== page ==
March 2017


The Trigger Complex
Rise Records
Review By: Jaime Pina

In many ways T.S.O.L. is Los Angeles’ answer London’s The Damned. Starting out as a punk band they forged their way into a darker yet tougher sound for 1981’s “Dance With Me”. After the transitional “Weathered Statues” they brought in keyboardist Greg Kuehn and released the gothic “Beneath The Shadows”. Then they broke up. Like a lot of the great punk bands that broke up and became legends after the fact, T.S.O.L. had always been viewed as a gnarly hardcore band with many forgetting the band’s interesting musical growth. So while the Damned may have fans of both “Machine Gun Etiquette” and “Phantasmagoria”, there aren’t many who step up and say “Beneath The Shadows” is their favorite T.S.O.L. record.

Although guitarist Ron Emory and bassist Mike Roche continued on under the name it was not the same vibe. Eventually they both left the Hollywood rocker version of the band and reformed with singer Jack Grisham and drummer Todd Barnes with both versions of the band playing the same circuits. After the untimely death of Barnes in 1999 the band played sporadic shows and tours but in 2001 they recorded an outstanding new studio record, “Disappear” and played shows in support of the album. In 2003 they returned with “Divided We Stand” and broke up in 2006 only to reform in 2007 and release a new album as a free download. It has been 10 years of the occasional shows and touring and now they have released a new record.

Keeping in mind that T.S.O.L. were always a band that progressed and changed direction on each release while still maintaining a distinct style, this record propels the band far beyond the snappy, slam rock pleasures of “Disappear” and “Divided We Stand”. With new drummer Chip Hanna and Greg Kuehn returning on keyboards with originals Jack, Ron and Mike the band has served up a delicious new record with lush production and some very unexpected surprises and right turns. It still sounds like T.S.O.L. but parts may recall The Joykiller at times as far as Jack’s sarcastic stabs at pop lyrics. A song like “Why Can’t We Do It Again” is just a great summer song and has little to do with early T.S.O.L. but is still a song that only a band like them can pull off convincingly as far as musicianship, style and caustic wit. “Wild Life” with its choppy guitar riffing underlying melodic keyboards and Jack’s voice laying the vocal melodies over both would have fit comfortably on “Beneath The Shadows”. And “Don’t You Want Me” is a pure joy and shows latecomer Kuehn to be an essential asset to the band. Overall the record is pure T.S.O.L. while capturing the band at the zenith of its talents. They are a band that keeps expanding to their musical vocabulary and going forward.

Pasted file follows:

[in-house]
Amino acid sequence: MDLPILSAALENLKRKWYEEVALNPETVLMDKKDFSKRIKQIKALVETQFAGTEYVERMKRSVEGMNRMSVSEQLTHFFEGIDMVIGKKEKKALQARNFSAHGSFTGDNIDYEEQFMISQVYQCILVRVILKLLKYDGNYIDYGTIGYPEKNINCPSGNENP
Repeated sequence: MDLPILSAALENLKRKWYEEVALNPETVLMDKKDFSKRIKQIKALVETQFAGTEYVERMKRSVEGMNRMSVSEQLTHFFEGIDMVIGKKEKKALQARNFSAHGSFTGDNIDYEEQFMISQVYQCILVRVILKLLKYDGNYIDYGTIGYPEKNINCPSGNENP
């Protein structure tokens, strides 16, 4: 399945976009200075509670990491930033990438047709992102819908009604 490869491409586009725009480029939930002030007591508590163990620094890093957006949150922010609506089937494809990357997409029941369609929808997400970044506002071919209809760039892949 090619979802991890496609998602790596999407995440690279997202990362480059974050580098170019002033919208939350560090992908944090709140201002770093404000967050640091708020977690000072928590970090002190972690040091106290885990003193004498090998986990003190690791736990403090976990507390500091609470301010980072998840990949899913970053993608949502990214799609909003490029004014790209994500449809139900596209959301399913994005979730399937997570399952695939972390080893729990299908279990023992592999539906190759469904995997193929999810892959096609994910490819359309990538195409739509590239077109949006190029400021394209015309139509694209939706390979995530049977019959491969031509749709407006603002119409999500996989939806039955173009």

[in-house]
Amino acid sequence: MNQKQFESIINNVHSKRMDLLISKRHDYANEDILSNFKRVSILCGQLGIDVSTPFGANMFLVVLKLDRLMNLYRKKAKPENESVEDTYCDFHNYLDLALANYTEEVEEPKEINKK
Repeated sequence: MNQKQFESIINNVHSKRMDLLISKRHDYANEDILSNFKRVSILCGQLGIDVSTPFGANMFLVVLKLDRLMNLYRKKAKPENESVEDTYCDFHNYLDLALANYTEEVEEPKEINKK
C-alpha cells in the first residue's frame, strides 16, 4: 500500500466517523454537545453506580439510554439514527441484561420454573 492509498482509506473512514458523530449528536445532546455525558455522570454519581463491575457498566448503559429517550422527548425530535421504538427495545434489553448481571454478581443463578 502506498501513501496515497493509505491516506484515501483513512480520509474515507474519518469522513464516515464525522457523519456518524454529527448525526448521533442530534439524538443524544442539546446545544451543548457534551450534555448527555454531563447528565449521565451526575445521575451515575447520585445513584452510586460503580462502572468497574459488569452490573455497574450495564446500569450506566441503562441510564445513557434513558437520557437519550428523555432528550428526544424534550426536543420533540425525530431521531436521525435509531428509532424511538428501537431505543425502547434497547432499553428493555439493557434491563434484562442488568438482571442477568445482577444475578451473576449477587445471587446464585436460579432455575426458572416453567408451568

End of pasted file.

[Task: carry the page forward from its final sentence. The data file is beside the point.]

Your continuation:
One of the interesting twists of this record is the songwriting. With Emory now living outside California Grisham turned to former Adolescent Frank Agnew for a songwriting partner. Agnew had joined the band briefly in 1981 during the “Dance With Me” era and with Emory so far away it was hard to collaborate. “Ron’s lack (of songwriting involvement) was strictly logistical. For me to work I really need a foil to bounce off of and when the whole band was together I struggled to make that intimate type connection,” says Grisham. With Frank writing a good portion of the songs was there any consideration of asking him to rejoin like Kuehn? “We never discussed having Frank rejoin the band. I don’t even think that would be something that he wanted. But I turned to him for this because we’ve worked together before and Frank’s an amazing player, he knows what I was looking for and I’m happy with the result.”

Ron and Mike are in especially fine form throughout the record. Both provide solid playing especially side by side with Kuehn’s polished keyboards. Previous recordings by the reformed line-up lacked a drummer who could replicate Todd Barnes’ trademark rapid 8th notes on the high hat playing style. It powered the band through all the records and fired up punkers in the slam pit at the live shows. New drummer Chip Hanna brings back this fingerprint to the band’s sound on this new record. “Our new man Chip studied Todd’s work and brought that into the new record,” says Grisham. “There’s a feel that needs to be brought into this type of music. A complicated simplicity that not everybody understands.”

Grisham is one of rock music’s most underrated singers. While the punk scene has spawned many raw shouters it has also spawned some legitimately fine singers like Dave Vanian, Lux Interior and Glenn Danzig just to name a few. Whether being suave or forceful his voice has been one of the standout qualities of this great band. As the band became more proficient he did as well with his singing. Unlike most singers who have had their voices get deeper albeit stronger as the years go by, Grisham’s voice has become more elastic with the years and he has no trouble creating phrasings in higher registers and it makes a song like “I Wanted To See You” really pop and stick in your ear. “About the voice, I have no idea,” he says. “I’ve had people tell me that I sound younger now than I did years ago. If anything my voice has gotten stronger.”

The new release is available on cd, colored vinyl and cassette with arresting cover art. If you are a fan who takes the band seriously then this record will be candy for your ears and if you are someone who has followed Jack’s career from Cathedral of Tears to Tender Fury and The Joykiller then this will be a record you will be glad to file in your collection with the rest.

photo by John Gilhooley

photo by John Gilhooley

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